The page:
These lessons on careful investment were learnt early on by swashbuckling Kolkata Knight Riders’ batsman Robin Uthappa. His first ambitious venture, the Bat n Ball Inn, a hotel and café in Bengaluru, which he opened along with Kerala pacer S Sreesanth unfortunately had to shut shop only months into its opening. Today, he has invested (Rs.1 crore) wisely in an online food start-up, iTiffin, which is co-founded by three others, including Tapan Kumar Das, the former vice president of Flipkart. Uthappa recalls what it is like to be bestowed with a million bucks via IPL contracts at a young age when a cricketer knows nothing about investments. “I had never seen a crore of rupees in my life. I was only 22 when I was bought by Mumbai Indians for Rs.3.2 crores and the money was overwhelming. I had no clue what to do with it. I could only think of property, a luxury car or something that multiplies it,” he explains.
Another Karnataka mate, India pacer Vinay Kumar also opened a futuristic gym called RVK Game Ready with an investment of `1 crore soon after he made an impressive appearance in the National squad’s bowling line-up. The multi-speciality sports training and fitness centre was meant to be on the lines of the National Cricket Academy (NCA) in Bengaluru. “The motto of the venture was to build champions, to assist sports people across the country—be it cricketers, golfers, tennis players or badminton players—in their training, apart from normal people,” Kumar says. But only a year into its opening, the centre has been taken over by Kohli’s Chisel Fitness at an undisclosed financial understanding.
Early this year, India pacer Umesh Yadav ventured into business for the first time with a Kolkata-based online fashion location search portal called Fashionove, that allows shoppers to search for fashion stores and boutiques nearby. “What attracted me was this unique idea that cuts through the clutter of e-commerce and offers comprehensive information about fashion destinations,’ he says about his interest in the industry. “I found the team, including founders Sharad Kumar and Tanushree Khandelwal, extremely focussed. Although I do not interfere in their work, they regularly update me and I am happy with their progress,” he says. Fashionove has over 800 boutiques from Kolkata, Delhi and Mumbai and is planning to enter cities in the South soon.
The master plan
Current players are taking on unique business ideas, but the bigwigs in cricket set the ball rolling. In October 2011, legendary batsman Sachin Tendulkar who was still playing international cricket at the time, bought stakes in a celebrity merchandise and brand extension company called Universal Sportsbiz Pvt Ltd (USPL) conceptualised by entrepreneur Anjana Reddy. “More often than not, people celebrated their favourite team by wearing merchandise. Whether it was a Chicago Bulls cap or a (Chicago) White Sox jersey, the whole stadium atmosphere was recreated in the dorm lounge during games. I thought, why can’t we do this in India where cricket is religion?” Reddy says, speaking of her experience back in the US where she pursued her postgraduate degree in accounting and finance. She approached Tendulkar with her idea and the cricketer agreed to invest in her start-up. “For a lot of celebrities it is not that much about the money; it’s whether they trust you to launch their product and create a brand for them,” she says. And while Tendulkar is a minority shareholder in the company, Reddy insists that he is committed to the venture. ”We have a mutually beneficial revenue sharing arrangement with the celebrities,” she says.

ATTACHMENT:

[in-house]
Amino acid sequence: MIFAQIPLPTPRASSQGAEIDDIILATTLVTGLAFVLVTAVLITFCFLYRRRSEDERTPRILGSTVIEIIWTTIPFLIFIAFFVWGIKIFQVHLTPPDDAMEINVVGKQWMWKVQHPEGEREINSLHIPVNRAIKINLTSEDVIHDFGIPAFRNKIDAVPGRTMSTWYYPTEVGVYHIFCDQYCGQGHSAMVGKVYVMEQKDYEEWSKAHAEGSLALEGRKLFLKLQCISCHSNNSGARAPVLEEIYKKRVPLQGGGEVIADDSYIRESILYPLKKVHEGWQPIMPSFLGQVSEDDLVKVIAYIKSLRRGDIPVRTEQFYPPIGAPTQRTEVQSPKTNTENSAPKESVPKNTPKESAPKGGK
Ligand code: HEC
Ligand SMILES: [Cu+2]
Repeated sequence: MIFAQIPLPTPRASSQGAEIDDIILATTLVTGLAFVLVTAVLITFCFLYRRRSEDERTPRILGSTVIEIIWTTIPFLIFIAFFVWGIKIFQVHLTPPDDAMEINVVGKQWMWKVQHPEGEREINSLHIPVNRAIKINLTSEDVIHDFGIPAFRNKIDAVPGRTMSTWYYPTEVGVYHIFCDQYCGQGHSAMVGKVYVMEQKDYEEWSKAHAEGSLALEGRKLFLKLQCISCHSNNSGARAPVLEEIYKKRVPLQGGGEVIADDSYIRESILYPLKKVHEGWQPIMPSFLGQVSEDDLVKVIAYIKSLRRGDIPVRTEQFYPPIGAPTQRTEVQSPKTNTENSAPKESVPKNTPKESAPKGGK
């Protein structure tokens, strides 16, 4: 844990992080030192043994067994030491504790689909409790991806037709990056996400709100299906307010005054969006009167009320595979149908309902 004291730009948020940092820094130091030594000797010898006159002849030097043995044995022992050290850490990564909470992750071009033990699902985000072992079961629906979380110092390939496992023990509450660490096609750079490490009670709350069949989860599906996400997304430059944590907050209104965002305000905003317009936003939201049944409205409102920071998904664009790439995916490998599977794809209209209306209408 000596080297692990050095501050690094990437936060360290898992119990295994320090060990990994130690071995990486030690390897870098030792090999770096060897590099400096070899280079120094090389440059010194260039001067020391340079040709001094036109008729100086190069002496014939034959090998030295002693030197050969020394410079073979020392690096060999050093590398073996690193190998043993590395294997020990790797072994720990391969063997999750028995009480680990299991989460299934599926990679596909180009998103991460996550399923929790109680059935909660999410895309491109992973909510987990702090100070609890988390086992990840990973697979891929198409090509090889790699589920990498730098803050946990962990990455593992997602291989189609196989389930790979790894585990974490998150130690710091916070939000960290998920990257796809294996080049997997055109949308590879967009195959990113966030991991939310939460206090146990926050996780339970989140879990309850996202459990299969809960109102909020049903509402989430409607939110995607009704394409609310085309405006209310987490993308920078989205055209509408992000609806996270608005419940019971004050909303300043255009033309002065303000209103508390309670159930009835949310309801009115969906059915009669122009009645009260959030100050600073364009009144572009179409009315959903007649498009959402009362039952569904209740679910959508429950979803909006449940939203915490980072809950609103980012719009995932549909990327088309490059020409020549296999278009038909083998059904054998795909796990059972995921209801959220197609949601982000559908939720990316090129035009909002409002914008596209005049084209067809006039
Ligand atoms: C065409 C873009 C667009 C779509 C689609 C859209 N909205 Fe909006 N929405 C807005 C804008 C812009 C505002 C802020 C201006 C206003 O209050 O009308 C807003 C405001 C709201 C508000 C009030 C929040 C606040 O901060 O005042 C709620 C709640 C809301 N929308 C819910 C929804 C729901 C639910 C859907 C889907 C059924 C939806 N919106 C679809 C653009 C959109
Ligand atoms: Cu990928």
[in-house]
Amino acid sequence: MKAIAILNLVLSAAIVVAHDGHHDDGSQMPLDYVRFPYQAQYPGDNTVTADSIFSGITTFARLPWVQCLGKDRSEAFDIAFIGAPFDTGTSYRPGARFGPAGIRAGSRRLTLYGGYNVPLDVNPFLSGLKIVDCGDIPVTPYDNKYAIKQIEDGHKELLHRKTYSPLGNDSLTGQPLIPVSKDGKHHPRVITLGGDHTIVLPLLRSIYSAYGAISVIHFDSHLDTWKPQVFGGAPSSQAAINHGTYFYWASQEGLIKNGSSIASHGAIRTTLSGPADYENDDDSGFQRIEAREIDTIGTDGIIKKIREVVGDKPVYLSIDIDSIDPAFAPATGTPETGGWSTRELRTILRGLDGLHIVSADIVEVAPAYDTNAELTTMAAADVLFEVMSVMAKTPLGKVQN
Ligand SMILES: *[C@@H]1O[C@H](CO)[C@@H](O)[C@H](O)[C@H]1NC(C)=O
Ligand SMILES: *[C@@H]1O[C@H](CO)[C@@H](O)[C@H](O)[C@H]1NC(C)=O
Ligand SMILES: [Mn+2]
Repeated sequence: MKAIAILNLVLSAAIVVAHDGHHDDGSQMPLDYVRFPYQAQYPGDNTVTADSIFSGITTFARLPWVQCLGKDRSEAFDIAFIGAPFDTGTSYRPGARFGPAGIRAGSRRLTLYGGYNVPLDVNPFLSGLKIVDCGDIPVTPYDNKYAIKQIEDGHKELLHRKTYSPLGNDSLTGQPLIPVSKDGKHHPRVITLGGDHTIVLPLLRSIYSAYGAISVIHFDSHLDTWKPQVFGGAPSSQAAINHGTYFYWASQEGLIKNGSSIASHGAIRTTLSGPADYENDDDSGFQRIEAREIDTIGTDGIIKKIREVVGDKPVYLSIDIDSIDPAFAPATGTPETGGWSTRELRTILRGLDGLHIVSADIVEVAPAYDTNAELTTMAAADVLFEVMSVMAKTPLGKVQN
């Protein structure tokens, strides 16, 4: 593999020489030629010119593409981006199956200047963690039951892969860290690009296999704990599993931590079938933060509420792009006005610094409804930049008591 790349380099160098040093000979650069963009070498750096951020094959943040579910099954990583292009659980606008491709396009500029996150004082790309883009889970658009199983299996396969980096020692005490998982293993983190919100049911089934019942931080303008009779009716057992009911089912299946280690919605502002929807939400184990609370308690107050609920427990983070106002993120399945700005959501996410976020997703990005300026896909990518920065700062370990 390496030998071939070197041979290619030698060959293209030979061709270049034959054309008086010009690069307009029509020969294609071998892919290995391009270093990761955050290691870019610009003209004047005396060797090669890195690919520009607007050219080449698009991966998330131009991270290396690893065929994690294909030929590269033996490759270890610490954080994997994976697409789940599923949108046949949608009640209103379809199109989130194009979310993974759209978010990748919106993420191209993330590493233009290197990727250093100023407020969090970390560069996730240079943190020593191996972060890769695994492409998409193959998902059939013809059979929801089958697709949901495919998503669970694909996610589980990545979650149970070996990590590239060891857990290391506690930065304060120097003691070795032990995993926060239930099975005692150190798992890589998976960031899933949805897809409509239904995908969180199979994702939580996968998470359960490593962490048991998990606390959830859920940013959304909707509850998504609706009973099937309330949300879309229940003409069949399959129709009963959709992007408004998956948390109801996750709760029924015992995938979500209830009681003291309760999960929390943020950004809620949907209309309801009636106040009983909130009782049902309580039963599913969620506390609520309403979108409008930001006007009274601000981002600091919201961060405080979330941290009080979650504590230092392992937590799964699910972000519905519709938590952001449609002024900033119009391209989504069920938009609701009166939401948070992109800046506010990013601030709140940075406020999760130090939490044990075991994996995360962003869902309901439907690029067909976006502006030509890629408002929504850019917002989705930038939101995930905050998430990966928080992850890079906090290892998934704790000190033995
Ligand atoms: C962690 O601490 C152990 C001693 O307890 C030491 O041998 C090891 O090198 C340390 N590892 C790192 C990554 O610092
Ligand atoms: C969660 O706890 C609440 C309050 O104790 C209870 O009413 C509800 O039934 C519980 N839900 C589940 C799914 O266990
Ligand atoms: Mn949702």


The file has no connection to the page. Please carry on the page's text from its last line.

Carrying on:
As for Zaheer Khan, it has been a year since he launched his dream project, ProSport, in Mumbai. Set up with an initial investment of around `3 crore, the centre focusses on muscle conditioning, physiotherapy, customised exercises and injury management. “Although I was already in the hospitality sector with my restaurants, set up with my brother Anees, ProSport has been there in my mind ever since I started suffering a series of injuries during the 2003-2004 season. I realised the importance of proper injury management, and that is what we try to focus on at ProSport,” he says. With trainers like Adrian Le Roux and Andrew Leipus, both of whom who have worked with the national team, ProSport recently roped in pilates expert Yasmin Karachiwala and is set to expand to cities like Nashik and Pune. ‘‘If there is anything that cricket has taught me, it is the importance of defining roles in a team and filling in for those who cannot perform on their bad days. This philosophy has been vital for the success of ProSport,’’ he says. And what will he miss the most after retirement? “Seeing off bowlers on the pitch after taking their wickets!” he smiles.
|Money spinnersSuresh Raina
The stylish middle order batsman is the co-owner of UP hockey franchise called Uttar Pradesh Wizards along with Sahara Group and is only the second cricketer to be associated with the Hockey India League (HIL).
Mahendra Singh Dhoni
— With inputs from Karan Pillai